Disney stroller thief busted thanks to social media sleuthing, deputies say

Stolen stroller tracked down after Facebook Marketplace post

By Adrienne Cutway - Web Editor
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Amanda Poyner, left, is accused of stealing a stroller from Dave Diaz, right, while he and his family were at Magic Kingdom.

ORANGE COUNTY, Fla. - A woman accused of stealing a stroller from a family enjoying an outing at Walt Disney World was tracked down after she posted pictures of the stolen property on Facebook, the Orange County Sheriff's Office said.

Victim Dave Diaz wrote in a set of lengthy Facebook posts about how the incident unfolded, starting with how the stroller was snatched and ending with the day he was reunited with his family's belongings.

Diaz wrote that he went to Magic Kingdom on Sunday with his wife and two small children. They parked their stroller while they rode Under the Sea - Journey of The Little Mermaid, but when they got off the ride, the stroller was gone.

"Our first thought was that a cast member moved it to make some room. We searched everywhere we could. No stroller," Diaz wrote.

Panic started to set in as Diaz realized it might have been stolen. He wrote that the stroller contained the car seat they needed to safely get their children home, diapers, baby wipes, jackets, blankets and other essential items.

Several Disney cast members helped Diaz and his family and worked effortlessly to recover the stroller, but eventually they realized it was best to turn the matter over to the Orange County Sheriff's Office. An off-duty deputy filed a report and the case was assigned to Detective Jesse Hinson.

In his Facebook post, Diaz applauded Magic Kingdom cast members for going above and beyond to make sure his family was comfortable as they waited for Diaz's brother-in-law to bring a new car seat so they could go home.

"The reality is that of course, both (my wife) and I are incredibly upset about the whole thing, (but) good thing this happened at Disney. Nowhere else could we have had such an incredible experience during such crappy circumstances," Diaz wrote.

The next day, Diaz found that someone had posted a Facebook Marketplace ad to sell the stroller, complete with the toys attached to the handlebars of the car seat. The problem was, Diaz had no proof that the stroller was actually his.

"Anyone could have bought my exact same setup and built it the same way. Highly unlikely, but possible. We need hard evidence that, that specific stroller and car seat belonged to us. We needed a serial number, or even our names etched into it. Something unique. But we just didn't have it," Diaz wrote.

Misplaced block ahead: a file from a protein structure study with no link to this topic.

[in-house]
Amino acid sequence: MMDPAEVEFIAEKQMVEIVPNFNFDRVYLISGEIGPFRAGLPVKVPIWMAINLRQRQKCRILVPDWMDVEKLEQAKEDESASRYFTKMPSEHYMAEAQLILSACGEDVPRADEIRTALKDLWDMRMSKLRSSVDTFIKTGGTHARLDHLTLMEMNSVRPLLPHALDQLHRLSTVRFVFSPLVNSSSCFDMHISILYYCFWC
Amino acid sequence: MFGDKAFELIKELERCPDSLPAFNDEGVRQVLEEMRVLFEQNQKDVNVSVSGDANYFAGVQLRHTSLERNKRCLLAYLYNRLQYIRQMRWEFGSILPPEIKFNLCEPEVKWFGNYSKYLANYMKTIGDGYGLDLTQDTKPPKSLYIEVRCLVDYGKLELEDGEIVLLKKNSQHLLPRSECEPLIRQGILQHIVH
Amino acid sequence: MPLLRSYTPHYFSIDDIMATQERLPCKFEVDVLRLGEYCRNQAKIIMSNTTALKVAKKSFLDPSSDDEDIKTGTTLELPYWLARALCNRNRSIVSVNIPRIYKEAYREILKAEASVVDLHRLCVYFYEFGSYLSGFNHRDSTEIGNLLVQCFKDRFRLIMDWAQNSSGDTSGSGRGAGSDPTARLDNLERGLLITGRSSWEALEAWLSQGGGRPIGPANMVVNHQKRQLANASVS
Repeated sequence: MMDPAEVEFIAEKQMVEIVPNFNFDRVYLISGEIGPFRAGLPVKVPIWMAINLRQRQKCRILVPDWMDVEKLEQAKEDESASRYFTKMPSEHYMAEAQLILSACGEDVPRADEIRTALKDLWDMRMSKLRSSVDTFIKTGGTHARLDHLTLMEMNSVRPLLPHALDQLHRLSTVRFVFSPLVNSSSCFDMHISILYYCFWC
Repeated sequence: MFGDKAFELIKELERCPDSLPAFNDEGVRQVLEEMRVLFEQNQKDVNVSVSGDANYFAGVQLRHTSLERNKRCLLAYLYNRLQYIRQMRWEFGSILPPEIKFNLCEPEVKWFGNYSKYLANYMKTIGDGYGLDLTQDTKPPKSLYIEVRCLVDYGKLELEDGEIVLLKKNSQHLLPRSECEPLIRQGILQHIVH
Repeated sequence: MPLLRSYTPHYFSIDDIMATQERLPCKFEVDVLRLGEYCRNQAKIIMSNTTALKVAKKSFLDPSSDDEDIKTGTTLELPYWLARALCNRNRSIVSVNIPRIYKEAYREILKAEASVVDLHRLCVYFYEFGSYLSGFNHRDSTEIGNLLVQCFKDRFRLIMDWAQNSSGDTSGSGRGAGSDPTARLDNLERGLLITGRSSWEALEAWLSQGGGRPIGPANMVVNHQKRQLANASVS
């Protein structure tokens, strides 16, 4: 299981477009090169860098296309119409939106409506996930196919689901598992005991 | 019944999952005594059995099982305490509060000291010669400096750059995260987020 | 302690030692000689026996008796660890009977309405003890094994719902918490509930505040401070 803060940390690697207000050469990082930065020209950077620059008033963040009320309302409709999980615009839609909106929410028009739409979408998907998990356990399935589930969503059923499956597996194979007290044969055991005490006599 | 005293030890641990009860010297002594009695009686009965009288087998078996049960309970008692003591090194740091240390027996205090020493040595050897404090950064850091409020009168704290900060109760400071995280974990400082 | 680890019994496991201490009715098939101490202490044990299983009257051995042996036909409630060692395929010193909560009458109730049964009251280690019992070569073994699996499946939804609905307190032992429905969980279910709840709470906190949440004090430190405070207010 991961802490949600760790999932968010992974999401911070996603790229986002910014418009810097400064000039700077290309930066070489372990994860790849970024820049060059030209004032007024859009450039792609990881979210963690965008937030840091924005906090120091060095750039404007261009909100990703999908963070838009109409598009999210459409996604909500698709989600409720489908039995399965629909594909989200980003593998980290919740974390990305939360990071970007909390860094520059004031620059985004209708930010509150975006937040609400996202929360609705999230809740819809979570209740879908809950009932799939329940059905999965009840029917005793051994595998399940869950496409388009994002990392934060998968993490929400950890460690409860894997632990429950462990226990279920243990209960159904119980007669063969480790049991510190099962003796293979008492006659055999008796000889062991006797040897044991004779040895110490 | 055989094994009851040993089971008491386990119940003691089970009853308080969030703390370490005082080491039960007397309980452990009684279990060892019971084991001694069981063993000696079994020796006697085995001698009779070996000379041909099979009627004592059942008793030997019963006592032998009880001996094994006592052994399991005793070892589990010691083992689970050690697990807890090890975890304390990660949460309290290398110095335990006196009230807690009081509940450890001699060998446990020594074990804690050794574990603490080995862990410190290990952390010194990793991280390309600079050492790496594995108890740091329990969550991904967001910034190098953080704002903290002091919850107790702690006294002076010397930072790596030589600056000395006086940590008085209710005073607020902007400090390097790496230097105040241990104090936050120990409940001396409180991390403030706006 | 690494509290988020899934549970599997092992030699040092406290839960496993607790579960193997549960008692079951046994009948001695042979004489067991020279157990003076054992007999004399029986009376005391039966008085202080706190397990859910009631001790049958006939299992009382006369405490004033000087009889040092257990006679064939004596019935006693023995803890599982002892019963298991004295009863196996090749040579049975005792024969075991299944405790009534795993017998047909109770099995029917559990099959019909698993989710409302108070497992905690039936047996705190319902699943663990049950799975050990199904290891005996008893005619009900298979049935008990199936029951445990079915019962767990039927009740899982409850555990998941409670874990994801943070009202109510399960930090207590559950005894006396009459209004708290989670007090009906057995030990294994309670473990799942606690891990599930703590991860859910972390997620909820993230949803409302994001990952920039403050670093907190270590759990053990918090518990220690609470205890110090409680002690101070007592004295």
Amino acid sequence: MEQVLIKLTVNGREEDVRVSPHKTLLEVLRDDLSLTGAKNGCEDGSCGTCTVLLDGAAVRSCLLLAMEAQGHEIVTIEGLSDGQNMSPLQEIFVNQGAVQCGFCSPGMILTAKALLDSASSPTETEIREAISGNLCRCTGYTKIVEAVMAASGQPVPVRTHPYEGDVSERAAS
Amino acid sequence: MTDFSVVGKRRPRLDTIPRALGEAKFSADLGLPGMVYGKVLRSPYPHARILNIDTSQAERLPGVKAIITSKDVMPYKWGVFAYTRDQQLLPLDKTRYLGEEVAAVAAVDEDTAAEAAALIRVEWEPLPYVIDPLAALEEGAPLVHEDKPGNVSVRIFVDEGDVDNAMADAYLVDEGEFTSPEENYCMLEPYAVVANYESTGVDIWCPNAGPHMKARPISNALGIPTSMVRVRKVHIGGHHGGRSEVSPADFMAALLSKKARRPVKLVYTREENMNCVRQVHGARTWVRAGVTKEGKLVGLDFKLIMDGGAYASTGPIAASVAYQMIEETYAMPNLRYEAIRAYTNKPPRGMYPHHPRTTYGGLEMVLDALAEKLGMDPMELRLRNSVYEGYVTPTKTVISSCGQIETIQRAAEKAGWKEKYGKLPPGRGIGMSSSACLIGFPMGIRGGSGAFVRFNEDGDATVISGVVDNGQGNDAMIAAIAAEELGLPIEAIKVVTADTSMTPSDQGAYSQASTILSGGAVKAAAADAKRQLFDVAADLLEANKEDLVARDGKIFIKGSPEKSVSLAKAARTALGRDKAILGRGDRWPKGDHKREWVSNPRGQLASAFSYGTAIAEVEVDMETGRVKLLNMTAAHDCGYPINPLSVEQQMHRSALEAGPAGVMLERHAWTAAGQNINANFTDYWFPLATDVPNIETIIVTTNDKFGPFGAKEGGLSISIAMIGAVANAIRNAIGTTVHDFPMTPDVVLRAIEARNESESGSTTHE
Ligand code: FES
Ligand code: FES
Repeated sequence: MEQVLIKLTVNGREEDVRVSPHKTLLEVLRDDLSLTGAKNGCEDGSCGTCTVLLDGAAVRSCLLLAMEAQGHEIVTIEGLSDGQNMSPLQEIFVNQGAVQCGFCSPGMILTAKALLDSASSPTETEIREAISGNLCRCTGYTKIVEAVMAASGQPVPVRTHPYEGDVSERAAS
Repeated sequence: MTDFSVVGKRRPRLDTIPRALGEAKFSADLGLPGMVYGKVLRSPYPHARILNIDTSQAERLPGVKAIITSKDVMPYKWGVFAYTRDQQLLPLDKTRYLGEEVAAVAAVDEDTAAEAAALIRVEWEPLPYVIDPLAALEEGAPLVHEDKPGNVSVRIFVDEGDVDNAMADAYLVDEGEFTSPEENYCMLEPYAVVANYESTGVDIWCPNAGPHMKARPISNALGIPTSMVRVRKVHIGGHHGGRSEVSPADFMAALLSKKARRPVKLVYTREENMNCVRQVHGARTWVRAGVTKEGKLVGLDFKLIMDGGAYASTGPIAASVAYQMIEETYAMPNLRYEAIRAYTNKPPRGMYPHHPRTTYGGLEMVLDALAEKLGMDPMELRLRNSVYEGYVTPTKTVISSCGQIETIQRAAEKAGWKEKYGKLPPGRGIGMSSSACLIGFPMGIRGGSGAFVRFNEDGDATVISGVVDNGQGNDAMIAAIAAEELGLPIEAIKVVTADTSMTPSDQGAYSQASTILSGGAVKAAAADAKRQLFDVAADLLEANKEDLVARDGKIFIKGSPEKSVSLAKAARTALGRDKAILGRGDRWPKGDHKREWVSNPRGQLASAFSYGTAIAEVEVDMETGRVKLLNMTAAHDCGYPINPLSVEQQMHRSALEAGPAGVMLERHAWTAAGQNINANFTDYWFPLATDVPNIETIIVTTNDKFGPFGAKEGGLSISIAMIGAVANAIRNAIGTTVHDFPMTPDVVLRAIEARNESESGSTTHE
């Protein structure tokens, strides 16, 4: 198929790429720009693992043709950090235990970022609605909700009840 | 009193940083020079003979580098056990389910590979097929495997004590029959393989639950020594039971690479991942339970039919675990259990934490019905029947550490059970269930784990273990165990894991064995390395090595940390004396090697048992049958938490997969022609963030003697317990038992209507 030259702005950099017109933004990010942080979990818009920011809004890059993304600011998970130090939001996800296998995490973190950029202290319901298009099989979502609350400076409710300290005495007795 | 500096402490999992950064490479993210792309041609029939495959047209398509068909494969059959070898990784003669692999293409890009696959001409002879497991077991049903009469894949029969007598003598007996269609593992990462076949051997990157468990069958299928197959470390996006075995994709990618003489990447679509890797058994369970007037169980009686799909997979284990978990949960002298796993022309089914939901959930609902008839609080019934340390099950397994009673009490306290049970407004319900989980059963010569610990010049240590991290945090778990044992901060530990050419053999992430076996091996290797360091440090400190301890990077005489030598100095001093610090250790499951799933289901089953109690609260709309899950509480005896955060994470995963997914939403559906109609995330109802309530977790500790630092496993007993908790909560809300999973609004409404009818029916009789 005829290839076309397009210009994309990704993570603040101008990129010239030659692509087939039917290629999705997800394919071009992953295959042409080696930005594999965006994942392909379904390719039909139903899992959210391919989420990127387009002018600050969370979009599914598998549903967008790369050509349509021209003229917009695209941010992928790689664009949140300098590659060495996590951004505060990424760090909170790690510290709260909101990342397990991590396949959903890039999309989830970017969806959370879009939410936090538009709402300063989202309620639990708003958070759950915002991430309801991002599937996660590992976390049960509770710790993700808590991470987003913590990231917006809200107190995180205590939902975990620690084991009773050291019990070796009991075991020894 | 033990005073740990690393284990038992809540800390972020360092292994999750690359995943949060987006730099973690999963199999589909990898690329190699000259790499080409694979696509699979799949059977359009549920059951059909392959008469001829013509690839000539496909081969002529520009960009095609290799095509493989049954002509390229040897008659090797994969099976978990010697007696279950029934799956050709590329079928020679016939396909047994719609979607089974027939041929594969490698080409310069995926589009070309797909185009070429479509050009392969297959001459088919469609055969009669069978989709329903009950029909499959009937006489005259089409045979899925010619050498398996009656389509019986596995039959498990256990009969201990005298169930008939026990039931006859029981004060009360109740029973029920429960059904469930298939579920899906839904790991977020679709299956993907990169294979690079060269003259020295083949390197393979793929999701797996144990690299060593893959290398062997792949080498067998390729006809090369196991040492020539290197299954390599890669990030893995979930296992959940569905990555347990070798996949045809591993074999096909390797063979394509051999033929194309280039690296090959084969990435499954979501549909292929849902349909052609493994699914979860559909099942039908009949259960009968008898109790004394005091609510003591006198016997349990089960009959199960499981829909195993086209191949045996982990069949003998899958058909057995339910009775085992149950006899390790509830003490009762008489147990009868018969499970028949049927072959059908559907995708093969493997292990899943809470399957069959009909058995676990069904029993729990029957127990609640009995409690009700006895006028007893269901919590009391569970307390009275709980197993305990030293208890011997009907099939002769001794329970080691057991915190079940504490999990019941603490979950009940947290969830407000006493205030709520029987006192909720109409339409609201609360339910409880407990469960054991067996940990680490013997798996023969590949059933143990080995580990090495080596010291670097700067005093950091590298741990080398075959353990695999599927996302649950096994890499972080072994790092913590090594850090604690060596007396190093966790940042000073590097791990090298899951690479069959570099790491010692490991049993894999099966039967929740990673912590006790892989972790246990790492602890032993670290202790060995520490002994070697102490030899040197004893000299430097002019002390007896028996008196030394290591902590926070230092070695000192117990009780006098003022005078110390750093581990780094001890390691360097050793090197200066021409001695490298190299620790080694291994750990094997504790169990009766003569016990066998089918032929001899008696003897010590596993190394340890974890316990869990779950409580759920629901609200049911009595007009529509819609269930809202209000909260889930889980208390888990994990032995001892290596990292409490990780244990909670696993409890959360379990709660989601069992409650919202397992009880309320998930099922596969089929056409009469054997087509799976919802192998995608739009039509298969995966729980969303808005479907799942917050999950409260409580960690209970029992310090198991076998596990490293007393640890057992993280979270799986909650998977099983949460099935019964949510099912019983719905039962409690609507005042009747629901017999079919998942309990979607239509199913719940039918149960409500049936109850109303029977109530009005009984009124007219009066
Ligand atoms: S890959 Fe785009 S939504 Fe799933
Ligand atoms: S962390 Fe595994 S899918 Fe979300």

Hinson told Diaz when they spoke Tuesday that he would need some kind of proof that the stroller was his; otherwise the case wouldn't stand up in court and he wouldn't be able to get his property back.

Diaz's wife realized they still had the base to the car seat in their vehicle and when they checked they found it had a serial number on it, which they then handed over to Hinson.

Diaz said he lost hope when he saw the stroller was marked as "sold" on Facebook Marketplace and he was unable to get in contact with Hinson. Then the detective called and asked him an odd question. 

"'Do you have the receipt for the new car seat you bought?' I ask him for what, a bit confused. He responds with, 'Because I want to make sure that you can return it. We've recovered your stuff!' I literally cannot believe what I'm hearing," Diaz wrote.

Hinson said he used a fake Facebook account to message the seller, later identified as 24-year-old Amanda Poyner, and set up a meeting to buy the stolen goods Wednesday morning.

Diaz thanked Hinson and the Disney cast members involved for helping his family get their belongings back, just in time for Christmas. 

"I'm serious when I say, I've read through every comment and all I can say is thank you for being so kind and helping me honor those cast members and now this detective in our story," Diaz wrote.

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